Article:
A 3D model is sliced against a plane and the resulting 2D contour is projected onto the plane. I am looking for an efficient algorithm to identify the inside and outside region of the contour. Simultaneously I need to identify outer and inner loops within the contours.

Any references from articles/books is earnestly requested.



In general, I recommend the book Real-Time Collision Detection.

For your particular case, my first choice would be to use the 3D test for point-inside-mesh. I assume that the contour is a sequence of 2D segments (a sequence of vertices, essentially) and that the model mesh is "sealed", i.e. there are no holes in its surfaces that would make distinguishing the "inside" and "outside" of it impossible.

  1. Find a bounding box for your mesh.
  2. Cast rays from an edge of the bounding box to the tested point. In your case, the ray would be coplanar with the slicing plane, and the point would be one of the vertices of the contour.
  3. Count how many times the ray crosses mesh triangles.
  4. Odd number of crossings means that the point is on the inside; even number means it's on the outside.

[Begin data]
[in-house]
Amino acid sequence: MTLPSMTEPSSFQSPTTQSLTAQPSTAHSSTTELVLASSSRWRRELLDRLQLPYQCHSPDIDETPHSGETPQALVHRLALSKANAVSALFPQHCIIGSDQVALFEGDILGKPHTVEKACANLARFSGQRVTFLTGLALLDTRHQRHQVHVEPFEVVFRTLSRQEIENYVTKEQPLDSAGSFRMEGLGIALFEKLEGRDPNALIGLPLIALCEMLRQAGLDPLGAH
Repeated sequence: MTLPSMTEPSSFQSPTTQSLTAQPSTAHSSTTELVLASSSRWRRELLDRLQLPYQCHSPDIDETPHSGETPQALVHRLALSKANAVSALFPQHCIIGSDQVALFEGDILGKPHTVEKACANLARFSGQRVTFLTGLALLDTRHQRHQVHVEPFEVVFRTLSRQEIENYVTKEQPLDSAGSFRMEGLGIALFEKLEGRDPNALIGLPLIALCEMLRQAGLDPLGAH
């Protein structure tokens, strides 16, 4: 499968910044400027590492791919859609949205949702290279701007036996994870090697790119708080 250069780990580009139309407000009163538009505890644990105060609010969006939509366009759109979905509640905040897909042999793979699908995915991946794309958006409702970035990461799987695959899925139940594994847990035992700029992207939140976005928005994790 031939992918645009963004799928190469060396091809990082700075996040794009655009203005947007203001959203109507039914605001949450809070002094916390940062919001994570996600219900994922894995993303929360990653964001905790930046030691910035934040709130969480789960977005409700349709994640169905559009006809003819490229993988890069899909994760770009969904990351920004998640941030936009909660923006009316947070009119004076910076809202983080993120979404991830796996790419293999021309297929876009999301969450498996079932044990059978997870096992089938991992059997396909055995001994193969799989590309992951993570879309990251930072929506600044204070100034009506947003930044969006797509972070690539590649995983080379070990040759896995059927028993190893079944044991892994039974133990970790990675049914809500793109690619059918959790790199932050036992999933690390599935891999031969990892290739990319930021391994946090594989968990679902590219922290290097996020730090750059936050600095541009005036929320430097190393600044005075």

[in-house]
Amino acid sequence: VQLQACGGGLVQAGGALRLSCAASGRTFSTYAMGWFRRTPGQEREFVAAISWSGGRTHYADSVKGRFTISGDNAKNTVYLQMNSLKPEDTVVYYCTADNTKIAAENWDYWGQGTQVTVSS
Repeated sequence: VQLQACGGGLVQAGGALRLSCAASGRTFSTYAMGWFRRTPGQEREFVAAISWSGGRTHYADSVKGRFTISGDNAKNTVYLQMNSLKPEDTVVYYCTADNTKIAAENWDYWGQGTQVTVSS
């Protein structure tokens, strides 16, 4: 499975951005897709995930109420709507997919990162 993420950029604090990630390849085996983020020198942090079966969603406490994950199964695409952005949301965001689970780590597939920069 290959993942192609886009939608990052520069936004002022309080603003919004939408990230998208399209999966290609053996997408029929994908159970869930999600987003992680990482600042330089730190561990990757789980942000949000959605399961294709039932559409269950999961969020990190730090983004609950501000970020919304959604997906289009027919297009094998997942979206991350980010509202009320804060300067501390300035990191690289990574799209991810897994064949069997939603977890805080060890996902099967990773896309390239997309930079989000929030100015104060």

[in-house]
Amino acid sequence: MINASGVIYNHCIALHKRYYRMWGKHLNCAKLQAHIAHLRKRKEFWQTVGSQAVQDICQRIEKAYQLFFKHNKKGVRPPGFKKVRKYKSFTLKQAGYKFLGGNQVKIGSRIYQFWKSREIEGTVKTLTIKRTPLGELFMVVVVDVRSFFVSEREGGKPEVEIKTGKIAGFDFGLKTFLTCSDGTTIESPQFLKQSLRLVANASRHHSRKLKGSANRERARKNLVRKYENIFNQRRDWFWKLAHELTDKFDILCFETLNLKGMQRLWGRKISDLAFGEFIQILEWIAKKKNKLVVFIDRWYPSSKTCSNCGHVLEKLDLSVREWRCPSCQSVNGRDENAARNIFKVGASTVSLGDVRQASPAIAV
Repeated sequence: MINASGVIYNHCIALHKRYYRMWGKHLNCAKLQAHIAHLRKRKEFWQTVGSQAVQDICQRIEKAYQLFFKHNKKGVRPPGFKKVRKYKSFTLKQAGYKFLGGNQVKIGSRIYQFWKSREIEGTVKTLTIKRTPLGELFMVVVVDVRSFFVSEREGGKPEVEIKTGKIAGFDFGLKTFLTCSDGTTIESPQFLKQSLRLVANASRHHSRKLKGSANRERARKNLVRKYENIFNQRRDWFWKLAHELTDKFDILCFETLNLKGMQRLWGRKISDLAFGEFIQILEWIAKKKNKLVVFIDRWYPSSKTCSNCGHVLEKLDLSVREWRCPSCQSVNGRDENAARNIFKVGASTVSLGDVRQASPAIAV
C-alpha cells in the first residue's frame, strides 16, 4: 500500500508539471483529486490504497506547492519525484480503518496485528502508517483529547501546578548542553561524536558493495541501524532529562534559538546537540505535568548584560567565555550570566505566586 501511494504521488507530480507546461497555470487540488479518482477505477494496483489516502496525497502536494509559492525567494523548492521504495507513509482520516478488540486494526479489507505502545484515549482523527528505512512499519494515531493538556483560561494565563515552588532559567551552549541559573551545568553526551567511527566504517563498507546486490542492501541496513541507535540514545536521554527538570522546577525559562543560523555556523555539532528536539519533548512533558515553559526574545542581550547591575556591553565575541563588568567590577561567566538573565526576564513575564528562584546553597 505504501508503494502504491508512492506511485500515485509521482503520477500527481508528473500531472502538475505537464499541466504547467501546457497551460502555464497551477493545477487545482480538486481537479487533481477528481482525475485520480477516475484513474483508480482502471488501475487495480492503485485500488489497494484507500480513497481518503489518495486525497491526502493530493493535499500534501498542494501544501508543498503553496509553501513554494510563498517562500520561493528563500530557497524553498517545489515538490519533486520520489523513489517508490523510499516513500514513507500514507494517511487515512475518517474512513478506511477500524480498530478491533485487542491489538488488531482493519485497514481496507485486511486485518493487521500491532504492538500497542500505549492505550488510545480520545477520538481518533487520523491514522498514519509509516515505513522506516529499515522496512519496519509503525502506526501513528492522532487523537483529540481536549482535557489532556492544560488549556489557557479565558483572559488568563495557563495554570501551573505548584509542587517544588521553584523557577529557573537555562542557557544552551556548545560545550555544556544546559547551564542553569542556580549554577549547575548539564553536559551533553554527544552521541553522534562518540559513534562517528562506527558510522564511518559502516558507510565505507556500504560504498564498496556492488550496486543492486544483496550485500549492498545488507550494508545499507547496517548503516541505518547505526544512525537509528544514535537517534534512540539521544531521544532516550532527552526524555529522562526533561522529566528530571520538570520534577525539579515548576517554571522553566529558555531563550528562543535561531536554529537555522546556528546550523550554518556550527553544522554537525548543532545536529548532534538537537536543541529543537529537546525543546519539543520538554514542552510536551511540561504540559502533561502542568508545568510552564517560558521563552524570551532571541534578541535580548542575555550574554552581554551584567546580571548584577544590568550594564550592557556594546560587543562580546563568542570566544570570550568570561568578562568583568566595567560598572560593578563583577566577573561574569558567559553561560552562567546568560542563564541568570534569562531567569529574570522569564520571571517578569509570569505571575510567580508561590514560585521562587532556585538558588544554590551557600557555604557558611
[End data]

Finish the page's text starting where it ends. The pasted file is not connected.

5. Repeat points 2-4 for all contour vertices.
  6. Classify contour regions by whether their vertices are on the inside or outside.
  • $\begingroup$ Yes this tracing works, but if the object was sealed in the first place wouldt the contour have a sidedness? $\endgroup$ – joojaa Apr 14 '16 at 9:17
  • $\begingroup$ I'm not sure I follow. Isn't the point of the question to determine this sidedness? It's not like you magically get it as a parameter after the CSG slice. $\endgroup$ – IneQuation Apr 14 '16 at 9:23
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    $\begingroup$ You do get the sidedness of the model, 3d already has a sidedness which is almost allways the case. When you slice the model you know which side is outwards so for each loop you also know which side of it is inside (jsut record normal in 2D also). This means that if you loop around the contour clockwise (from above) and the predominate cross product of each edge is away from you then its a interior edge. But the trace trick can be faster as its a O(log(n)) operations while this test is n. $\endgroup$ – joojaa Apr 14 '16 at 9:43
  • $\begingroup$ Ah, so you basically mean using the surface normal for that? I can see that working, but only if you have a way of knowing what "away" means. :) And while it's trivial for convex meshes (centroid should be fair enough), concave ones will be tricky. The ray trace method sidesteps this issue. $\endgroup$ – IneQuation Apr 14 '16 at 10:37
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    $\begingroup$ that's whats i was alluding winding rules can handle this for you but tracing is less work. $\endgroup$ – joojaa Apr 14 '16 at 10:40

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